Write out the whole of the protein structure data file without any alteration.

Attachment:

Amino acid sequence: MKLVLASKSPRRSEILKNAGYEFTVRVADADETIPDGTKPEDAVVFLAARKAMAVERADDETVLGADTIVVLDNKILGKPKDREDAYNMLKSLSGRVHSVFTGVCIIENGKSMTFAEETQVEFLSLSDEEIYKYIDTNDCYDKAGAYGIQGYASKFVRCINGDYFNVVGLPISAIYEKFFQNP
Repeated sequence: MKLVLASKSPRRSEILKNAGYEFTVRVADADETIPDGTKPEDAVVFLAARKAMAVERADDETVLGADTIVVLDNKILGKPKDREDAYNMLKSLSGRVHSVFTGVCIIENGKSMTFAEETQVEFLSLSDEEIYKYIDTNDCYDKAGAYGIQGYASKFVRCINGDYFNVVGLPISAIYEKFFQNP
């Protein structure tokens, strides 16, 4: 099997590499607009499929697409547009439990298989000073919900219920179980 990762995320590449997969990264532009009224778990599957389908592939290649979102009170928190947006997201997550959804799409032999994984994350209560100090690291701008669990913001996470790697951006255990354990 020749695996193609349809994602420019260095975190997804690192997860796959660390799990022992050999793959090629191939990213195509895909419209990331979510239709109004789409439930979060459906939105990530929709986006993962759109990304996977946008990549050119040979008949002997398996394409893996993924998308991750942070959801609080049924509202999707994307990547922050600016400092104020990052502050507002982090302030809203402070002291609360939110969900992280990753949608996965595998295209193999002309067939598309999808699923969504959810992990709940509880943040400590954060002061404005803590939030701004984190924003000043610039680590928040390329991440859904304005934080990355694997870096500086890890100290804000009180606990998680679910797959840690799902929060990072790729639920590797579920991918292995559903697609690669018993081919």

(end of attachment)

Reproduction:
Amino acid sequence: MKLVLASKSPRRSEILKNAGYEFTVRVADADETIPDGTKPEDAVVFLAARKAMAVERADDETVLGADTIVVLDNKILGKPKDREDAYNMLKSLSGRVHSVFTGVCIIENGKSMTFAEETQVEFLSLSDEEIYKYIDTNDCYDKAGAYGIQGYASKFVRCINGDYFNVVGLPISAIYEKFFQNP
Repeated sequence: MKLVLASKSPRRSEILKNAGYEFTVRVADADETIPDGTKPEDAVVFLAARKAMAVERADDETVLGADTIVVLDNKILGKPKDREDAYNMLKSLSGRVHSVFTGVCIIENGKSMTFAEETQVEFLSLSDEEIYKYIDTNDCYDKAGAYGIQGYASKFVRCINGDYFNVVGLPISAIYEKFFQNP
């Protein structure tokens, strides 16, 4: 099997590499607009499929697409547009439990298989000073919900219920179980 990762995320590449997969990264532009009224778990599957389908592939290649979102009170928190947006997201997550959804799409032999994984994350209560100090690291701008669990913001996470790697951006255990354990 020749695996193609349809994602420019260095975190997804690192997860796959660390799990022992050999793959090629191939990213195509895909419209990331979510239709109004789409439930979060459906939105990530929709986006993962759109990304996977946008990549050119040979008949002997398996394409893996993924998308991750942070959801609080049924509202999707994307990547922050600016400092104020990052502050507002982090302030809203402070002291609360939110969900992280990753949608996965595998295209193999002309067939598309999808699923969504959810992990709940509880943040400590954060002061404005803590939030701004984190924003000043610039680590928040390329991440859904304005934080990355694997870096500086890890100290804000009180606990998680679910797959840690799902929060990072790729639920590797579920991918292995559903697609690669018993081919």